Cuba is often considered the "forbidden Caribbean" island to most Americans. Just 90 miles from Key West, Florida until December 2014, this incredible island was restricted to US travelers.
Now that the travel restrictions have been lifted here are some useful tips for planning and executing a successful trip!
1. Take lots of cash because you can't use cards and it's difficult getting extra money. Exchange rate is decent but most places will take 10-13% for the exchange rate.
2. Few people speak English so brush up on your Spanish or get a translation app.
3. Do NOT drink tap water. Brush your teeth with bottle or run the risk of getting sick.
4. Havana is amazing but take a day trip or 2 out of the city. We went to Trinidad and Vinales and they were amazing!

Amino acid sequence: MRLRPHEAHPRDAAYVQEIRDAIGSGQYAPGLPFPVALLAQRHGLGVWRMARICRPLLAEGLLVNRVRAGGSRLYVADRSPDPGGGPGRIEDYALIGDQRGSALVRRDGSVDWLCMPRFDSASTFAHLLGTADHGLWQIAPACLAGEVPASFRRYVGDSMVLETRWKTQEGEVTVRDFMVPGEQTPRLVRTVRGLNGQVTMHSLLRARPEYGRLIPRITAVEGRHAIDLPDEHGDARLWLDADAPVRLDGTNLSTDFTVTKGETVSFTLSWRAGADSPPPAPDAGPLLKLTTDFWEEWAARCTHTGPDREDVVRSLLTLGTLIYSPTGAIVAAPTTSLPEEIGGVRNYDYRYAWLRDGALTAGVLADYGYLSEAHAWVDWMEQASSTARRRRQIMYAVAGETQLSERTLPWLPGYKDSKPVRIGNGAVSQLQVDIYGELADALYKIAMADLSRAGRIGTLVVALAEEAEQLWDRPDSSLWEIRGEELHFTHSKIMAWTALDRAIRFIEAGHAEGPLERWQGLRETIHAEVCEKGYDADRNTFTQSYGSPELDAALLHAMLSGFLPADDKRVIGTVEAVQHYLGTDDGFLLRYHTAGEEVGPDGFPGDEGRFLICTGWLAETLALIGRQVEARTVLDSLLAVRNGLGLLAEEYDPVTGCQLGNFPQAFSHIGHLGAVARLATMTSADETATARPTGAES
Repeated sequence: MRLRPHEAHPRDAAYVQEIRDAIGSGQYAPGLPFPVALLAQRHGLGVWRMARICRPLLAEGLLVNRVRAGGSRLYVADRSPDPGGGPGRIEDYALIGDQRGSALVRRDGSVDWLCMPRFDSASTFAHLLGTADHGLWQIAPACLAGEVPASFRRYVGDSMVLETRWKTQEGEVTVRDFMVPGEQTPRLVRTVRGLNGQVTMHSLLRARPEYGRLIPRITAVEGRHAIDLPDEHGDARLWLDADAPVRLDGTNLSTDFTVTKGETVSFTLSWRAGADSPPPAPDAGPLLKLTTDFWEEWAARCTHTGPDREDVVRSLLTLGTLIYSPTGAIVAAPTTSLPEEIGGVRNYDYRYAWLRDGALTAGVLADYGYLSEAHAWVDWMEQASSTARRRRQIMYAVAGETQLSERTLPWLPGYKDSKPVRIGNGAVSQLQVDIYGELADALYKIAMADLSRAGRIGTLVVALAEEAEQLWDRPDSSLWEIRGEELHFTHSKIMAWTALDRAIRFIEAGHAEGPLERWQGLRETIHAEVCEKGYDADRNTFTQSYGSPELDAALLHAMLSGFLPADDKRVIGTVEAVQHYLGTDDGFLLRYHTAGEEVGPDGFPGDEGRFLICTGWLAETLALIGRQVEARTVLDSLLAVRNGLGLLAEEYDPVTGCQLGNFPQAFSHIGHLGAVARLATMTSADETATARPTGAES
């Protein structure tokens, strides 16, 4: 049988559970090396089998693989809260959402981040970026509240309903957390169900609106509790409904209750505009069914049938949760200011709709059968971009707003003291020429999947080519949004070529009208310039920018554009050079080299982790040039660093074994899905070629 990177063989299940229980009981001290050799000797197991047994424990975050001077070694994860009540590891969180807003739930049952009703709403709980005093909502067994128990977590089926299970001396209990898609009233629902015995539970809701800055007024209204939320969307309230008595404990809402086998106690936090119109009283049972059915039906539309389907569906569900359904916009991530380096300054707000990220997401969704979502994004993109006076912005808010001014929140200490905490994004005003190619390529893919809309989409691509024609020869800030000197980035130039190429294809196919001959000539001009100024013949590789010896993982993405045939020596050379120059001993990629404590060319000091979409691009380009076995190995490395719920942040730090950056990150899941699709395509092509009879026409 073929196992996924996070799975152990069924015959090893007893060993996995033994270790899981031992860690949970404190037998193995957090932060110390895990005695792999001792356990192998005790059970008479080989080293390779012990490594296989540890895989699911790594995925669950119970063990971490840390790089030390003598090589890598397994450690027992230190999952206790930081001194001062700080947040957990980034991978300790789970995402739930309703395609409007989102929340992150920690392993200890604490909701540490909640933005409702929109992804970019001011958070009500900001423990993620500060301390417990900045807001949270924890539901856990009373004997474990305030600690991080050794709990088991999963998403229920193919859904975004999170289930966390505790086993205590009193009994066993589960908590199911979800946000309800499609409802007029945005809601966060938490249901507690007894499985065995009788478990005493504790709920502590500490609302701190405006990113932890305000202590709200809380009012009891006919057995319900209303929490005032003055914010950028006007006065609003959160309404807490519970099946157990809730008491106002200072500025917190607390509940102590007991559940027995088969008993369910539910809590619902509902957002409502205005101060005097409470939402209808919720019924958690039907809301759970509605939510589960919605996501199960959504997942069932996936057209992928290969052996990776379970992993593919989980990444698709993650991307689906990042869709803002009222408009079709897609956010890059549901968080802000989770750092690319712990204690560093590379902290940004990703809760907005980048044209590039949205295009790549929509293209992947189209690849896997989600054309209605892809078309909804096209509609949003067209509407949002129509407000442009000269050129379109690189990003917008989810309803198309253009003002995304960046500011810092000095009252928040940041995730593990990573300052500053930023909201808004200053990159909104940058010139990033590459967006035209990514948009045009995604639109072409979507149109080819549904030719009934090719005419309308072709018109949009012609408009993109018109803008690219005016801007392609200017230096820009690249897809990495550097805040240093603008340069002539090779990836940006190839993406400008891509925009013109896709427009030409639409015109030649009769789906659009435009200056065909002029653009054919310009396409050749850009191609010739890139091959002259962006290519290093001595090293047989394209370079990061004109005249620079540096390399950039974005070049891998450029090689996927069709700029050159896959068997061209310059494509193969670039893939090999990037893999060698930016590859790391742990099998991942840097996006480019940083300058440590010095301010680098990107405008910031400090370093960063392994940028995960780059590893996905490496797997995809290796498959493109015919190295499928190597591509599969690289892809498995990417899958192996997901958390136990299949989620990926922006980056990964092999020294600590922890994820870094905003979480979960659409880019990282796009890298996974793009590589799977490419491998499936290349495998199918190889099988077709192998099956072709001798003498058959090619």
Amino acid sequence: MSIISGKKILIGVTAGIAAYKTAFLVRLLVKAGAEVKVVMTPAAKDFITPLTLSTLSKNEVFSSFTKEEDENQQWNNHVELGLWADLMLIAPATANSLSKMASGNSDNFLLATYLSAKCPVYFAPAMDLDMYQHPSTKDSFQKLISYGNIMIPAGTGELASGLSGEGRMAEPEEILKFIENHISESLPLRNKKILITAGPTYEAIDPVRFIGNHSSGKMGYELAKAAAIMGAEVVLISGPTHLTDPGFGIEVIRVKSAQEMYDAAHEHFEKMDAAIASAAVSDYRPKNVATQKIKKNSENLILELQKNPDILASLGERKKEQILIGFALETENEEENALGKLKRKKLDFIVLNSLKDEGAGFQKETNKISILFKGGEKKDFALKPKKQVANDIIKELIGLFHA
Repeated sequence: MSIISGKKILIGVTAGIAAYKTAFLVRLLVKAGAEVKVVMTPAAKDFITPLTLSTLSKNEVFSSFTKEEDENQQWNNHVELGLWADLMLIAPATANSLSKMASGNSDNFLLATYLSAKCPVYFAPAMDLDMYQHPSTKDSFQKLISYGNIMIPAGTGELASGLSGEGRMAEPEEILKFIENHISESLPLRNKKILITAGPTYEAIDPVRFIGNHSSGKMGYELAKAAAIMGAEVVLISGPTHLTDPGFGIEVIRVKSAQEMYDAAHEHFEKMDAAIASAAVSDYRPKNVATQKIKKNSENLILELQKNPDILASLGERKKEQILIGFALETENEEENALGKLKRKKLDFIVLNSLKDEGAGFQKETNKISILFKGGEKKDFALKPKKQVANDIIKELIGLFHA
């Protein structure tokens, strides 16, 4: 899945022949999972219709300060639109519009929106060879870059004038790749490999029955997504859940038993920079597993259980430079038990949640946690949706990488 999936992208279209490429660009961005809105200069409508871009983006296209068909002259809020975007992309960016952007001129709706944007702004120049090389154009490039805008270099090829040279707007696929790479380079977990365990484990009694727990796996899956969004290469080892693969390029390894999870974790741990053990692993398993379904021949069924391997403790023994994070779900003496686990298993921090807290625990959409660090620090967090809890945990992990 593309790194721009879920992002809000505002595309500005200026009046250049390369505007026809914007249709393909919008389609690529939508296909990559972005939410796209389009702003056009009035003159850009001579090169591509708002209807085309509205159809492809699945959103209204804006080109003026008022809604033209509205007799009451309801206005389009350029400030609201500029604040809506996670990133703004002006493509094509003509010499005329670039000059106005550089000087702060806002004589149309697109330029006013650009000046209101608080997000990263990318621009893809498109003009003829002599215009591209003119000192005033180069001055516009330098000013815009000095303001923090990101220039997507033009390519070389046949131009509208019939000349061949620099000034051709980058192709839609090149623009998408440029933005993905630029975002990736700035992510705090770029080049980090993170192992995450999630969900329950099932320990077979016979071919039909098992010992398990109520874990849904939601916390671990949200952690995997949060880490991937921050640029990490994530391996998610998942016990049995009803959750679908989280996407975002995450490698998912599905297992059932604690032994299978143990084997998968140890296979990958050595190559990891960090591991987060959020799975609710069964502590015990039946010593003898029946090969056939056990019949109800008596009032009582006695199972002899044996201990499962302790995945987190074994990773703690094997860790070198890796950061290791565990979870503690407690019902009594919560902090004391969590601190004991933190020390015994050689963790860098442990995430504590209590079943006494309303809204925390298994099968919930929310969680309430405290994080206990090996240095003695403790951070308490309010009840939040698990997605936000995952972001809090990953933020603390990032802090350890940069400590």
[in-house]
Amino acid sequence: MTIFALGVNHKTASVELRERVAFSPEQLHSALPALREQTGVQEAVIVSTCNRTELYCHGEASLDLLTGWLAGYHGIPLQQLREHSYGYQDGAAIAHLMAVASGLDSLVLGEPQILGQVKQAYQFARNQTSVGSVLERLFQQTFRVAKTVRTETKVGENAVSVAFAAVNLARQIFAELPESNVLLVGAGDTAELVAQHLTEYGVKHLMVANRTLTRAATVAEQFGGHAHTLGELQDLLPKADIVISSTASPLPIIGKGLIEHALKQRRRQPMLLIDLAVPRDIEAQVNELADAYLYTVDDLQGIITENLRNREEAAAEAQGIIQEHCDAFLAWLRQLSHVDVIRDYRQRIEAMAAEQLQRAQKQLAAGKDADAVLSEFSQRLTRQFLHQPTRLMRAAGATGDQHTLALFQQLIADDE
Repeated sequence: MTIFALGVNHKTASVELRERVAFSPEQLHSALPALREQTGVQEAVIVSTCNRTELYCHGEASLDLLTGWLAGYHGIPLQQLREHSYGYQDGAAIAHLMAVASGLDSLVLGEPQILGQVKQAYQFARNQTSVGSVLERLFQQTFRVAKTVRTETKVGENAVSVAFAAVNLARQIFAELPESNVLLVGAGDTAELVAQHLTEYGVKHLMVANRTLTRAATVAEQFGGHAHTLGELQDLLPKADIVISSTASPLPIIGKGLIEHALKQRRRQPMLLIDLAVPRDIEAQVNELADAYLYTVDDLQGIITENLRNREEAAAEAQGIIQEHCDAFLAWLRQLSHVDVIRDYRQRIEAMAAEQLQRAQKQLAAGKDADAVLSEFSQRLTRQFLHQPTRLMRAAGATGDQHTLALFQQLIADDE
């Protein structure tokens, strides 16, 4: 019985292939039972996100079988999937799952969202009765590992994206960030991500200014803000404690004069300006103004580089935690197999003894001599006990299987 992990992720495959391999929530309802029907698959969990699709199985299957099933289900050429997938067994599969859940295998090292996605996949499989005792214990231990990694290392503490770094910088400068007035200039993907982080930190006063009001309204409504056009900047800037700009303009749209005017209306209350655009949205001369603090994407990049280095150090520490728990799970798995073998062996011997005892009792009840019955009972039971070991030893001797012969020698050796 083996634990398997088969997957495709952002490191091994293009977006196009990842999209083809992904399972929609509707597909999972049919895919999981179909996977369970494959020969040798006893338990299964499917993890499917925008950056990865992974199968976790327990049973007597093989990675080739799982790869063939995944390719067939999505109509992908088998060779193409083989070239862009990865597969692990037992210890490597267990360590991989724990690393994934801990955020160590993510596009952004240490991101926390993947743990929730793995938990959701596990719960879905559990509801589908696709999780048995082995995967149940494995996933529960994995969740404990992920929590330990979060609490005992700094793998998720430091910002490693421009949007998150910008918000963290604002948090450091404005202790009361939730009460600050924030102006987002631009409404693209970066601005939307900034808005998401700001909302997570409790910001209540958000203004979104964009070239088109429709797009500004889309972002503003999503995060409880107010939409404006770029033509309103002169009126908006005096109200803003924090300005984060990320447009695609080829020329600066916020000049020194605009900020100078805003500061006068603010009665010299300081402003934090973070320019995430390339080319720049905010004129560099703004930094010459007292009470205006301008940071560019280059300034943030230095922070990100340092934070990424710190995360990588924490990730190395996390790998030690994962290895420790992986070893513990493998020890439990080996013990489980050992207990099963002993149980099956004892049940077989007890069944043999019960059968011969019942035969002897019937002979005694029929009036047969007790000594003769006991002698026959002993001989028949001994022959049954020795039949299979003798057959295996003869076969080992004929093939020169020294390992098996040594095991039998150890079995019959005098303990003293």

5. Transportation can be expensive. I paid roughly $250 in taxis and transportation to and from both places. In hindsight I should have rented a car.
6. WiFi is sparce. You can buy cards and find Hotspot but I didn't even bother. Just enjoy being disconnected for a few days if you can.
7. Food was okay, nothing special unfortunately. Apparently communism also means lack of seasoning! I did have some amazing lobster in Trinidad.
8. We stayed in homes since hotels are few and super expensive. Air B&B were wonderful, very friendly and it was so nice to interact with locals.
Taxis are the best option and depending on your destination and time of travel can be quite inexpensive, especially if you are splitting your fare.
When Pinar del Río's greenery starts to erupt into craggy mogotes (limestone monoliths) and you spy a cigar-chewing guajiro driving his oxen and plough through a rust-colored tobacco field, you know you've arrived in Viñales. Despite its longstanding love affair with tourism, this slow, relaxed, wonderfully traditional settlement is a place that steadfastly refuses to put on a show. What you see here is what you get – an agricultural town where front doors are left wide open, everyone knows everyone else, and a night out on the tiles involves sitting on a sillón (rocking chair) on a rustic porch analyzing the Milky Way.